Chapter 3: Neurons

3.1: Introduction

Imagine trying to string words together into a meaningful sentence without knowing the meaning of each word or its function (i.e., Is it a verb, a noun, or an adjective?). In a similar fashion, to appreciate how groups of cells work together in a meaningful way in the brain, we must first understand how individual cells in the brain function. Much like words, brain cells, called neurons, have an underlying structure that provides the foundation for their functional purpose. Have you ever seen a neuron? Did you know that the basic structure of a neuron is the same whether it is from the brain of a rat or a human? How do the billions of neurons in our brain allow us to do all the things we enjoy, such as chatting with a friend, cheering on our favorite sports team, or laughing?


Drawing of the three layers of the Cajal cortex
Figure 1. Three drawings by Santiago Ramón y Cajal, taken from “Comparative study of the sensory areas of the human cortex”, pages 314, 361, and 363. Left: Nissl-stained visual cortex of a human adult. Middle: Nissl-stained motor cortex of a human adult. Right: Golgi-stained cortex of a 1 1/2 month old infant.

Our journey in answering these questions begins more than 100 years ago with a scientist named Santiago Ramón y Cajal. Cajal (1911) boldly concluded that discrete individual neurons are the structural and functional units of the nervous system. He based his conclusion on the numerous drawings he made of Golgi-stained tissue, a stain named after the scientist who discovered it, Camillo Golgi. Scientists use several types of stains to visualize cells. Each stain works in a unique way, which causes them to look different when viewed under a microscope. For example, a very common Nissl stain labels only the main part of the cell (i.e., the cell body; see left and middle panels of Figure 1). In contrast, a Golgi stain fills the cell body and all the processes that extend from it (see right panel of Figure 1). A more notable characteristic of a Golgi stain is that it only stains approximately 1–2% of neurons (Pasternak & Woolsey, 1975; Smit & Colon, 1969), permitting the observer to distinguish one cell from another. These qualities allowed Cajal to examine the full anatomical structure of individual neurons for the first time. This significantly enhanced the appreciation of the intricate networks their processes form. Based on his observation of Golgi-stained tissue, Cajal suggested neurons were distinct individual units rather than continuous structures. This was opposed to the dominant theory at the time proposed by Joseph von Gerlach, which stated that the nervous system was composed of a network of long continuous fibers, like telegraph wires (for review see Lopez-Munoz et al., 2006). Camillo Golgi himself had been an avid supporter of Gerlach’s theory. Despite their scientific disagreement, Cajal and Camillo Golgi shared the Nobel Prize for Medicine in 1906 for their combined contribution to our understanding of neurons. This seminal work paved the way for our current understanding of the basic structure of the nervous system described in this chapter (for reviews see: De Carlos & Borrell, 2007; Grant, 2007).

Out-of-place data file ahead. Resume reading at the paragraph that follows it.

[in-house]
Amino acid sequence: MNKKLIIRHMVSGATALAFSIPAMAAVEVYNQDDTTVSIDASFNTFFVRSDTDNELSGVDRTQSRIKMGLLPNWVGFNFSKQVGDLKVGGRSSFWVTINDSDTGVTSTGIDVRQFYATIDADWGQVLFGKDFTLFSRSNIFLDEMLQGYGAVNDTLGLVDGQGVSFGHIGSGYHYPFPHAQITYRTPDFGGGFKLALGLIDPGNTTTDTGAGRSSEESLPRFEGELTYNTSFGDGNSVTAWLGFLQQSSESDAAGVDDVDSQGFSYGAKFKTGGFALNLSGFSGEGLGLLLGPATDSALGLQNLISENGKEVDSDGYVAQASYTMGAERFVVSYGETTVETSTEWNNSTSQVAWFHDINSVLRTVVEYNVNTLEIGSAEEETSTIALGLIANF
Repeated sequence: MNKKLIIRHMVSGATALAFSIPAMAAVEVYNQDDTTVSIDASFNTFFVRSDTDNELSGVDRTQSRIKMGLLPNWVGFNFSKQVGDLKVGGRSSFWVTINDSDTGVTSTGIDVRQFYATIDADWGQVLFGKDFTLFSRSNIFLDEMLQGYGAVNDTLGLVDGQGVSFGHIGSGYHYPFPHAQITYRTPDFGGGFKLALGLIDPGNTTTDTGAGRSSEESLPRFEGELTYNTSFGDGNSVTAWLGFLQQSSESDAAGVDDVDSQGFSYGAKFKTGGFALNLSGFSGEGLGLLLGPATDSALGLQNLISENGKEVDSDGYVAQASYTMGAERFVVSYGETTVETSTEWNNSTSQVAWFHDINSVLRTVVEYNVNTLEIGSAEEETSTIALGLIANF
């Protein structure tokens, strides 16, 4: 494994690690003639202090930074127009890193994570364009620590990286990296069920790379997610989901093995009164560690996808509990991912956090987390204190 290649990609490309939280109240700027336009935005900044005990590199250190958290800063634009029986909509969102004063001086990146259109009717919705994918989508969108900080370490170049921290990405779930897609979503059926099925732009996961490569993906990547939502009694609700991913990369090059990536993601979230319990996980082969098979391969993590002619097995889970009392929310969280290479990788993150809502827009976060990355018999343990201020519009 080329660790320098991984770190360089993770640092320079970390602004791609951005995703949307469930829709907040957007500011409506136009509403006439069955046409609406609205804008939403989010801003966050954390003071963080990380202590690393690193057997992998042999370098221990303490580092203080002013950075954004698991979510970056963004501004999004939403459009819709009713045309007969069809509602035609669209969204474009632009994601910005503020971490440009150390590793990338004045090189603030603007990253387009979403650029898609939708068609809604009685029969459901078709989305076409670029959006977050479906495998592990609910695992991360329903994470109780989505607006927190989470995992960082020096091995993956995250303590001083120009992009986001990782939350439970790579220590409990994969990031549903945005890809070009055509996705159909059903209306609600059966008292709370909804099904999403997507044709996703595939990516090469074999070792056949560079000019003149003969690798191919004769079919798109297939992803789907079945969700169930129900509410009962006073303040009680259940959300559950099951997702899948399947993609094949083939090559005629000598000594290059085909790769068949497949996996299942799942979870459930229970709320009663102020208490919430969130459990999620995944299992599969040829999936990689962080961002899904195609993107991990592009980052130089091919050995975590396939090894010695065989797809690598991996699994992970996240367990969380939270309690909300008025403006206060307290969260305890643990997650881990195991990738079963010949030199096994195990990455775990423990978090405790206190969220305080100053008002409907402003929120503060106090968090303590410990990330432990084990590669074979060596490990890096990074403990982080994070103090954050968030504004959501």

This chapter first introduces some basic terminology and the anatomy of neurons in the section called “The Structure of the Neuron.” The remainder of the chapter focuses on the electrochemical signals through which neurons communicate. While the electrochemical process might sound intimidating, it is broken down into manageable sections. The first subsection, “Resting Membrane Potential,” describes what occurs in a neuron at rest, when it is theoretically not receiving or sending signals. Building upon this, we examine the electrical conductance that occurs within a single neuron when it receives signals. Finally, the chapter concludes with a description of the electrical conductance, which results in communication between neurons through a release of chemicals. At the end of the chapter, you should have a broad understanding of how neurons send and receive information by electrical and chemical signals.

A note of encouragement: This chapter introduces a vast amount of terminology that at times may feel overwhelming. Do not get discouraged or bogged down in the details. Utilize the book’s glossary, which contains all terms in bold typing. On your first read of this chapter, try focusing on the broader concepts and functional aspects of the terms instead of trying to commit all the terminology to memory. I suggest reading this chapter at least twice, once prior to and once after the course lecture on this material. Repetition is the best way to gain clarity and commit to memory the challenging concepts and detailed vocabulary presented here.

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